Myanmar military has released 67 more cases of under-aged child soldiers recruited and used in military services, signifying the first such release in 2017.
Under a joint action plan with the United Nations to end and prevent the recruitment and use of child soldiers, the number of such release has reached 877 as of June this year since the action plan was signed in 2012.
The move also underlined the importance of protecting children in context of armed conflicts and within the peace process, said a joint statement of the Special Representatives of the Secretary-General for Children and Armed Conflict and the Myanmar UN Country Task Force on Monitoring and Reporting on Grave Violation against Children released on Friday.
The freed children are set to benefit from social-economic reintegration programs, including access to education, vocational training and income generating activities, to restart their lives.
Hailing Myanmar's move, the United Nations Children's Fund (UNICEF) said the UN Country Task Force would continue to work in partnership with the government to completely end the involvement of under-aged children in armed conflicts.
Myanmar's Ministry of Education has also been making efforts to ensure that the released children can join school without delay.
In efforts to prevent child labor and employment of children in dangerous or illegal work, Myanmar authorities have warned of punishing those who abandon or traffic children under 12 or force them to be in line with criminal and juvenile laws.
Myanmar military has made a high-level review of its joint action plan, acknowledging progress made so far and defining essential remaining steps particularly to strengthen oversight at all the stages of the recruitment process in order to prevent under-aged recruitment.
Other agreed areas of emphasis include accountability for civilian or military perpetrators of under age recruitment, increased protection in the law, and further training for military personnel.
Under the coordination of the Ministry of Social Welfare, Relief and Resettlement, various partners provide immediate support for the reintegration of these children with an emphasis on access to education and vocational training, and income generating activities.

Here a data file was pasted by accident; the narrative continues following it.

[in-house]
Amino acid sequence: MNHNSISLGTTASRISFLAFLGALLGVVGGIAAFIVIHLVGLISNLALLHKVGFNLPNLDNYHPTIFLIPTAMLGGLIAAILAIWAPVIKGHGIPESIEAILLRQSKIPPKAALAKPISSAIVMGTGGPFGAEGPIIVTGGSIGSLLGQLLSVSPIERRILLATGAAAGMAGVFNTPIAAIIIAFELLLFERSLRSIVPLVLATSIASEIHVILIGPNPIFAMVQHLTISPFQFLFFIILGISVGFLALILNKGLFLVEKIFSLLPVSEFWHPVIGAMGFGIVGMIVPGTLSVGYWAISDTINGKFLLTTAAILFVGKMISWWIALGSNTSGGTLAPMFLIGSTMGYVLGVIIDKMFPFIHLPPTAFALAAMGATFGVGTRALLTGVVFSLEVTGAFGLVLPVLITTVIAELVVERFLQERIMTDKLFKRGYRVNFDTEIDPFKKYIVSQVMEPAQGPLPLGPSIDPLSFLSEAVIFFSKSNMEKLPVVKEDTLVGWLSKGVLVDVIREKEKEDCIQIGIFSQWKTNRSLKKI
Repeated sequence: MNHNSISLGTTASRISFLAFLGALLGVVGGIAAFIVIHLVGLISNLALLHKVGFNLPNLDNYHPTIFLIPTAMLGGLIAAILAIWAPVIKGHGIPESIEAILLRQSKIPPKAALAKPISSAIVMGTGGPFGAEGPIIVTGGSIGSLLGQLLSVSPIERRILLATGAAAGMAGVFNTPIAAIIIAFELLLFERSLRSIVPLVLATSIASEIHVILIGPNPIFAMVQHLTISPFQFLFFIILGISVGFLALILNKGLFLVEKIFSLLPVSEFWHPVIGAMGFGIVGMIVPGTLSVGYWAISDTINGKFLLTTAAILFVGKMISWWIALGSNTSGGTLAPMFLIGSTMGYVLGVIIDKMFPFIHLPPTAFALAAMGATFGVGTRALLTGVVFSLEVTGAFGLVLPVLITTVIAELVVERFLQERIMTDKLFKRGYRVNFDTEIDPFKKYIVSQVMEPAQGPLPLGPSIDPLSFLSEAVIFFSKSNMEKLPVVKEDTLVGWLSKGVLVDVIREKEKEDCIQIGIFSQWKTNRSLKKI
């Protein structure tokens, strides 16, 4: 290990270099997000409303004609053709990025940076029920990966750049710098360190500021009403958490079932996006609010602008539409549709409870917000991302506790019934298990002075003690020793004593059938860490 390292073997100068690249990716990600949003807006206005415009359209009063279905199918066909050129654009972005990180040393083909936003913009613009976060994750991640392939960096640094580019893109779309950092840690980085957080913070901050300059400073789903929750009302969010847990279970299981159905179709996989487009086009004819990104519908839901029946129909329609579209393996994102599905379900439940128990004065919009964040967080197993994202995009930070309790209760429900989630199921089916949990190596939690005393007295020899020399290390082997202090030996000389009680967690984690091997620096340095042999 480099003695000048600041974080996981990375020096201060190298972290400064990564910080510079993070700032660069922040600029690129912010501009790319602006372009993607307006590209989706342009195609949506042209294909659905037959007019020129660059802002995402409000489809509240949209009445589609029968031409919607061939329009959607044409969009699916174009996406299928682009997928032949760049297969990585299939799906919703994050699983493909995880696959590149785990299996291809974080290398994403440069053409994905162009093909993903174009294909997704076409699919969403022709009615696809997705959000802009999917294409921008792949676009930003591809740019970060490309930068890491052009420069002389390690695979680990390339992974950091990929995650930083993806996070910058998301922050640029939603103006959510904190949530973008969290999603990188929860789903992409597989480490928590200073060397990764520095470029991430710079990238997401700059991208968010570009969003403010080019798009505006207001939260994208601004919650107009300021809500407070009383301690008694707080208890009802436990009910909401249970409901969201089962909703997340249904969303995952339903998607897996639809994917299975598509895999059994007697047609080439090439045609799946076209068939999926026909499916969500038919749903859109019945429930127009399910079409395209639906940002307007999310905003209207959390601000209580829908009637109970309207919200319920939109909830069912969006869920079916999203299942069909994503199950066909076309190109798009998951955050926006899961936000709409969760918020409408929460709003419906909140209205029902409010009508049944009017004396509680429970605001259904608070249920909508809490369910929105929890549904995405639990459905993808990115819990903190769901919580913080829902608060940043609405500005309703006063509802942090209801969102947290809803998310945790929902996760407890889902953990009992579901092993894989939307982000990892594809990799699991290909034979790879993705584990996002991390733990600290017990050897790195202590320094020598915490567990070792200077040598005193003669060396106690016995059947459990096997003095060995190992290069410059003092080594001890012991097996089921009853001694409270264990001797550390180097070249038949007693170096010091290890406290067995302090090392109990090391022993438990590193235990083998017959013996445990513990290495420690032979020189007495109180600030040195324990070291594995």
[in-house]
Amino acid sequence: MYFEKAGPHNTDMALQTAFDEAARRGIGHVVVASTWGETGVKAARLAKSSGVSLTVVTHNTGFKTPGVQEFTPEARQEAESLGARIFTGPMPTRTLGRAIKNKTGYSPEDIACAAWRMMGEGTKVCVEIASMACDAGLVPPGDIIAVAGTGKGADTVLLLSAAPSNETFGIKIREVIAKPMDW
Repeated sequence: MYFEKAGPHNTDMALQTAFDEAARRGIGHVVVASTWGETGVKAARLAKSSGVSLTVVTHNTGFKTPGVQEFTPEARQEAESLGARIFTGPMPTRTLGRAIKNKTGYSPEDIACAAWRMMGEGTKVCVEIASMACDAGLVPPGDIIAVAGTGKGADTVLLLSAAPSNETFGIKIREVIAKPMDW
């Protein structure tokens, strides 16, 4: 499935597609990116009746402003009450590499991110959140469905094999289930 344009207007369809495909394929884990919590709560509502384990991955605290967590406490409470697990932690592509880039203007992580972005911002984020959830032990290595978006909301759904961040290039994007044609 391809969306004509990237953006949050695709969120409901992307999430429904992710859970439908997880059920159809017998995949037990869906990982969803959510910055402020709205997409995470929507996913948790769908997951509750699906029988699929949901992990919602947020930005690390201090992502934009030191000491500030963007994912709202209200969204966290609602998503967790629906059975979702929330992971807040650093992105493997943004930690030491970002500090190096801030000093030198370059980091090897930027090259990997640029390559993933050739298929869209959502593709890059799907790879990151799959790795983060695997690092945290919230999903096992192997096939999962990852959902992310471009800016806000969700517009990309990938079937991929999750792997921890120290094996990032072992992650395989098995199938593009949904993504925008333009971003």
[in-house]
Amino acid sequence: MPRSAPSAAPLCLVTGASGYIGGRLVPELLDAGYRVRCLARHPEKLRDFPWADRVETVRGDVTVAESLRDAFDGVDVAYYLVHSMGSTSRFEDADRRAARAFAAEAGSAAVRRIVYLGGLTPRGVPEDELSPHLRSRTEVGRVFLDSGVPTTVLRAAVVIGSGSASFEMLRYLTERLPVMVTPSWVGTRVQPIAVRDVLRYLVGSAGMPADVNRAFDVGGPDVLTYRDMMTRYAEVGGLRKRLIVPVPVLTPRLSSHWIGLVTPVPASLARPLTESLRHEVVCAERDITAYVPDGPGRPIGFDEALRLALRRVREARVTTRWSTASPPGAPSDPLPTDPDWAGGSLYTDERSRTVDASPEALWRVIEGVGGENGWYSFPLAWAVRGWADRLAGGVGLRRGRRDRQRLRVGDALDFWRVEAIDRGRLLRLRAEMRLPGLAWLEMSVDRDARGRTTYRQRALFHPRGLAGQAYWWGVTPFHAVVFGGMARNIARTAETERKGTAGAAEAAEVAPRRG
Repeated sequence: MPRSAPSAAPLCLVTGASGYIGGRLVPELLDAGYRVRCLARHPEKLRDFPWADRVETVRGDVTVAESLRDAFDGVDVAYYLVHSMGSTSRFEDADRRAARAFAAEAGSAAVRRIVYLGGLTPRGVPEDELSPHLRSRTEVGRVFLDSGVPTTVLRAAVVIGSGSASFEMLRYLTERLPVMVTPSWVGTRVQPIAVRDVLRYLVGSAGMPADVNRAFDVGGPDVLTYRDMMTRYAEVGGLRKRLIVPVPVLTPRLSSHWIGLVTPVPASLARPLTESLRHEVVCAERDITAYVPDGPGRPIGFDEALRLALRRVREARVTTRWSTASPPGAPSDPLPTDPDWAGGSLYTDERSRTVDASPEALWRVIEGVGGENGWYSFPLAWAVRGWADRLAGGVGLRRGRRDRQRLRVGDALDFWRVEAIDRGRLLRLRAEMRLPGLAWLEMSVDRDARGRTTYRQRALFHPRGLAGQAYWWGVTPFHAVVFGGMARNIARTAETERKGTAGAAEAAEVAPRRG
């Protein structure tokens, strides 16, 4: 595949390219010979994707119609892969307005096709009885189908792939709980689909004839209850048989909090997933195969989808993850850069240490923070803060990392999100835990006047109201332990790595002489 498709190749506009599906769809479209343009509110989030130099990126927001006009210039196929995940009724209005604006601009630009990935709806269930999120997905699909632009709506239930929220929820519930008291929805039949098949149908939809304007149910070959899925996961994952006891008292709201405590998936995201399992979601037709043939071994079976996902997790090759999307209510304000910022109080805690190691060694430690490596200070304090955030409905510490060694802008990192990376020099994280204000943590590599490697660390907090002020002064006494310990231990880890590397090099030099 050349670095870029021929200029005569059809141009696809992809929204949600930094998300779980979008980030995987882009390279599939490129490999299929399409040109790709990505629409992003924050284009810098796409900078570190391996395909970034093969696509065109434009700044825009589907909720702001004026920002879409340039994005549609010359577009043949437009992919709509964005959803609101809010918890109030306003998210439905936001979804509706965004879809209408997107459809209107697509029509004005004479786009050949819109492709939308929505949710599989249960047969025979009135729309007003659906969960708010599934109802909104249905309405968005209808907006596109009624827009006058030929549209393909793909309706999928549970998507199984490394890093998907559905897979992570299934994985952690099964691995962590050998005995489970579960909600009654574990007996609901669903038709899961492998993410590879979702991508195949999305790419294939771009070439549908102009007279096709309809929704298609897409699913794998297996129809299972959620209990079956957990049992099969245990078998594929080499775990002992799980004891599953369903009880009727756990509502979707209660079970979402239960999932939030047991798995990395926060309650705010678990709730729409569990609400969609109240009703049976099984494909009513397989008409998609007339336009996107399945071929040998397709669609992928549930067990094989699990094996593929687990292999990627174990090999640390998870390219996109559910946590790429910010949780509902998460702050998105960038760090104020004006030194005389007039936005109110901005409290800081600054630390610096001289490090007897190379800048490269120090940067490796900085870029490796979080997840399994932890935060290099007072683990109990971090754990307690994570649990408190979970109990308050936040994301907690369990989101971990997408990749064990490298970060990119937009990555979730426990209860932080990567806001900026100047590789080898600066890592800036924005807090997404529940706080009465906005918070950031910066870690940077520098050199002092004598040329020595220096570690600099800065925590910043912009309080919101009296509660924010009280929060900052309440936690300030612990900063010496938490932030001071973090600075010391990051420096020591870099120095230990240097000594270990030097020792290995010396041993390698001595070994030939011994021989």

UNICEF stressed continued efforts to systematically provide children with effective protection against any form of abuse.
Under a program of protecting under-aged children from taking military services, Myanmar signed an 18-month Action Plan with the United Nations' Country Task Force on Monitoring and Reporting in 2012 which was renewed every six months.
The United Nations has engaged in a dialogue on issues related to child soldiers, agreeing to the appointment of a high level focal point from the Ministry of Social Welfare to engage with the UN Country Team and especially UNICEF on all issues related to children and armed conflict as well as the setting up of a monitoring mechanism to find out the real situation in the country regarding child soldiers with a task force established.
Myanmar has made efforts to stop recruiting minors for military service, promising continuous supervision over the personnel concerned to ensure that they do not accept minors and will work according to the law, rules and regulations and directives.
The country formed the Committee for Prevention against Recruiting Minors into Army in January 2005.
Myanmar's National Committee on the Rights of Child has also pledged to make endeavors to ensure the rights of children in the nation which is cited as the rights to survival, to develop to the fullest, to protection from harmful influence, abuse and exploitation and to participate fully in family, cultural and social life.